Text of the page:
If you're in the library, check out the display of books set up in conjunction with the Center
for Service and Civic Engagement’s annual Tent City event, November 15-19, which takes place during the National Hunger and Homelessness Awareness Week. Events taking place:
Friday – Justin Verette from the Howard Center will speak at 7pm in
Saturday – Cook a meal at COTS Daystation at 10am; Reality Bite Hunger
Banquet at 5:30pm in Hauke Boardroom
Sunday – Screening of The Homeless Home Movie at 7pm in Ireland
Monday – Speaker from COTS at 8:30pm in Perry Presentation Room
Tuesday – Zumba Benefit Class at 6:45p in the Fitness Studio, entry is
one nonperishable food item
* Students, Staff and Faculty will sleep in tents on Perry Lawn
from Friday night through Monday night
Today’s post will focus on -- and direct you to -- information regarding Open Access and authors’ rights. The OA movement seeks to not only capitalize on the diminished barriers to distribution (thanks to the Internet) but also to empower scholars to gain greater control over the content they publish. This empowerment can be done through an Open Access mandate or deposit requirement policies at institutions, though as we saw yesterday, these measures can have a negative impact on younger scholars. The other means of empowering authors is simply through increased education and advocacy.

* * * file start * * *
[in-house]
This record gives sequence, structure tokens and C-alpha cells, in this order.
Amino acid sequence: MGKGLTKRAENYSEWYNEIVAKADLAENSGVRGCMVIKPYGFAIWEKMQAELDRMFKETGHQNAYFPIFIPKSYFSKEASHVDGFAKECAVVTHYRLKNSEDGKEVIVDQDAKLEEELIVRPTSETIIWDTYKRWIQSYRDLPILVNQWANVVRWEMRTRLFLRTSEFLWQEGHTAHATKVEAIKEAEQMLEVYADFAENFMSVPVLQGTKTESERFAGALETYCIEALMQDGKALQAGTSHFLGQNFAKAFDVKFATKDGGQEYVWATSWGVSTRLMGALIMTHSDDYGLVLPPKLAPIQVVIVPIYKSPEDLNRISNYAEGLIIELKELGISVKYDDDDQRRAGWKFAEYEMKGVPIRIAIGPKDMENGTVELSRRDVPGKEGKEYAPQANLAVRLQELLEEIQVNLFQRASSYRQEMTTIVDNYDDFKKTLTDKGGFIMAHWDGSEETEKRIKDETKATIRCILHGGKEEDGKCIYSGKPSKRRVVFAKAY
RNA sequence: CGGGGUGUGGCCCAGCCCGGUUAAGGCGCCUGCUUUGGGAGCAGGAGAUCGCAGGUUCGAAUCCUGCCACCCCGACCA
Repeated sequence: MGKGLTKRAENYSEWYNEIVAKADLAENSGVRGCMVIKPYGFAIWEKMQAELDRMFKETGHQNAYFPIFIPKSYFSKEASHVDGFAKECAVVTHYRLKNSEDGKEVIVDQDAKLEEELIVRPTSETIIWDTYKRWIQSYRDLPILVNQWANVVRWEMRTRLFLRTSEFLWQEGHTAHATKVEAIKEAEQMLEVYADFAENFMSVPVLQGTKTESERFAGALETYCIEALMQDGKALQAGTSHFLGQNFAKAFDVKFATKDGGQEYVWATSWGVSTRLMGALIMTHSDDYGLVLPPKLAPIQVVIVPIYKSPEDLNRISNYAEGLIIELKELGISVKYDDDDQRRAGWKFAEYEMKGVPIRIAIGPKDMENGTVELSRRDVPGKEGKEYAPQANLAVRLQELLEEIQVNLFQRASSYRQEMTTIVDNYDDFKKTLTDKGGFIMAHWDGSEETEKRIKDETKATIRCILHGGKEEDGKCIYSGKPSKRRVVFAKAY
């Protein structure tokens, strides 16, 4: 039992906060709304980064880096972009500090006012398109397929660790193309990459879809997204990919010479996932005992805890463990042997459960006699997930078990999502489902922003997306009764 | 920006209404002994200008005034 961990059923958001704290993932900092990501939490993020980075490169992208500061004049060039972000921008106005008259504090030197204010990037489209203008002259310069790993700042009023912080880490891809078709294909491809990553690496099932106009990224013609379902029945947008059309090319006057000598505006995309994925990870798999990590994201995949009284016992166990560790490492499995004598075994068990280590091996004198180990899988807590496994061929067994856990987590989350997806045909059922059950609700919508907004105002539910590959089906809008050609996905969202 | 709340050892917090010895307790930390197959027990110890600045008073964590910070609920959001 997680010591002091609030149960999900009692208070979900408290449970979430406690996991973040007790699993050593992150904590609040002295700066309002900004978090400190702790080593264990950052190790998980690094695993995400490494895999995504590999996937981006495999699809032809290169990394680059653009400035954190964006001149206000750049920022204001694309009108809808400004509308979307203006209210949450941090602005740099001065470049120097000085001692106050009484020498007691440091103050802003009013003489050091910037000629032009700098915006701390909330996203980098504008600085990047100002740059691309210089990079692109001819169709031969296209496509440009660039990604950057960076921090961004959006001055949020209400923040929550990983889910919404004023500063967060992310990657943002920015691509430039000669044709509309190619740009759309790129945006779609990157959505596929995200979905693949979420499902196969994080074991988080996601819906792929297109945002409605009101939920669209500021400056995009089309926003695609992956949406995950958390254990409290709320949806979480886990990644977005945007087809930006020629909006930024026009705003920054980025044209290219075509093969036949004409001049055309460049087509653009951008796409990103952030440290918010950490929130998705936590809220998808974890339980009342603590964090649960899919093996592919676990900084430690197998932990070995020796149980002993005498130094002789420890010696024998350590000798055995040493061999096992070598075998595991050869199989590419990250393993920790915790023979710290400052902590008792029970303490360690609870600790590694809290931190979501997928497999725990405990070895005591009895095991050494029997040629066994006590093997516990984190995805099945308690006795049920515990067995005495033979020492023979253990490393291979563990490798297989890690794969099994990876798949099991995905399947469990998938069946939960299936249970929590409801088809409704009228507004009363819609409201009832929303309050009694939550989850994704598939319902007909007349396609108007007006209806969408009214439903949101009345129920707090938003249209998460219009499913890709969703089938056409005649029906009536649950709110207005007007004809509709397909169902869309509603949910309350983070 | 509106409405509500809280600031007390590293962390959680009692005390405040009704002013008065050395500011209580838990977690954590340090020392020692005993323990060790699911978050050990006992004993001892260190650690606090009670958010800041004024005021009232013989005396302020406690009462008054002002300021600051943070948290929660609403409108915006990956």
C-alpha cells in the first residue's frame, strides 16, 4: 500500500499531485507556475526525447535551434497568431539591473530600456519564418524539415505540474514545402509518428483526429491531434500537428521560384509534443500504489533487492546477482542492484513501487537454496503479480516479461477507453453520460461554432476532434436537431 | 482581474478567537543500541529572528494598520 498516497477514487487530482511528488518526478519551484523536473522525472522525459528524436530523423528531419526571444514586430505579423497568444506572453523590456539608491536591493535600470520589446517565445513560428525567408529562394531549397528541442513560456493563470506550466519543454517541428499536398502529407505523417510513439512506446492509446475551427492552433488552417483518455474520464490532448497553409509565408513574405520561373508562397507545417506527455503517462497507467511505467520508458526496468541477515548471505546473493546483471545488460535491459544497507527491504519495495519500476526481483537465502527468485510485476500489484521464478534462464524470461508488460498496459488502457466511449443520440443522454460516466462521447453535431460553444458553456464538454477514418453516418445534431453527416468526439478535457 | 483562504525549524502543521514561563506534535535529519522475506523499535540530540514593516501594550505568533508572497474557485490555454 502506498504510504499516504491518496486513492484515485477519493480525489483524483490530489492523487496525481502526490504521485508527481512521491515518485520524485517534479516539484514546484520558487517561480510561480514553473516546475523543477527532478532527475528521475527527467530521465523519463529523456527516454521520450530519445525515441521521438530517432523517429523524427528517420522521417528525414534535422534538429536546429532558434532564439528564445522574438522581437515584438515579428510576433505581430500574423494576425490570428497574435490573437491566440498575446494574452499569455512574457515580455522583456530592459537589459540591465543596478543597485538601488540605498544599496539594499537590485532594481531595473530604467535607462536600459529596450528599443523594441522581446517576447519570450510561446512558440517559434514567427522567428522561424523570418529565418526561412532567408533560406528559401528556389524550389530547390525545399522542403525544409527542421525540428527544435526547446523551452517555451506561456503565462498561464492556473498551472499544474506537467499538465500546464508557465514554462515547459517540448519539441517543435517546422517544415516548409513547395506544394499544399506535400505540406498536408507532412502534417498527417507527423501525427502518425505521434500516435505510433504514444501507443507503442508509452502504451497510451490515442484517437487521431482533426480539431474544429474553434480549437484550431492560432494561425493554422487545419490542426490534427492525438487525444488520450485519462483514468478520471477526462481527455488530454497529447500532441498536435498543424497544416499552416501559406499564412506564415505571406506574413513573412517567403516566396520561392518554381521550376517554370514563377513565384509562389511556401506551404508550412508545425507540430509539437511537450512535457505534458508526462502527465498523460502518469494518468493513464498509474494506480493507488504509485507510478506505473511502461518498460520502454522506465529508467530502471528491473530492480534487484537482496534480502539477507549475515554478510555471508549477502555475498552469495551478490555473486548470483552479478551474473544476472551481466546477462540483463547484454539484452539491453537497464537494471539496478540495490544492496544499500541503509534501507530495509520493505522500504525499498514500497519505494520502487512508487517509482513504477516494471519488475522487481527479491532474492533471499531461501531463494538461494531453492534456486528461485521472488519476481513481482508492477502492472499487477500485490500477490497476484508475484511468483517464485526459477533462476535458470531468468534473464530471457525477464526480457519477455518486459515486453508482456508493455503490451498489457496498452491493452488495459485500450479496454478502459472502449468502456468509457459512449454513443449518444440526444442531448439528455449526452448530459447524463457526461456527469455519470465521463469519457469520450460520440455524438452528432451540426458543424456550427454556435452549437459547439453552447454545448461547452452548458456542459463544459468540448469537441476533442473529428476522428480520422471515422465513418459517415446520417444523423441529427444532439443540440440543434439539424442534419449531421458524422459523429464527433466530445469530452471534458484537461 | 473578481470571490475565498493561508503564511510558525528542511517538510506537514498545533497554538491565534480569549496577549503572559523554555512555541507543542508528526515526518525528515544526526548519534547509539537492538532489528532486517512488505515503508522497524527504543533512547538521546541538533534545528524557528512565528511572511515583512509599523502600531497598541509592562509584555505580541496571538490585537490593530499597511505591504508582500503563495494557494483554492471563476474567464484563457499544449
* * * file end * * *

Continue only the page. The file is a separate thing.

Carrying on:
If a publisher’s agreement from a proprietary publisher allows you to archive some form of your article, that agreement will specify whether it is the pre-print (the version of the article before it enters the peer review process) or the post-print (the accepted version of the article following the peer review process) that can be archived and made freely available. Information regarding the self-archiving policies of thousands of journals can be found at SHERPA/RoMEO, a comprehensive database from the University of Nottingham that lays out these policies in a very straightforward, easy-to-understand manner. This database complements the work done by Open Access journals, helping to clarify if an author has the right to make her published article freely available. Typically, the means to delivering articles are distinguished, in OA parlance, by color: “gold” refers to OA journals and “green” for archived OA content, either through an institutional/subject repository or on an author’s own website.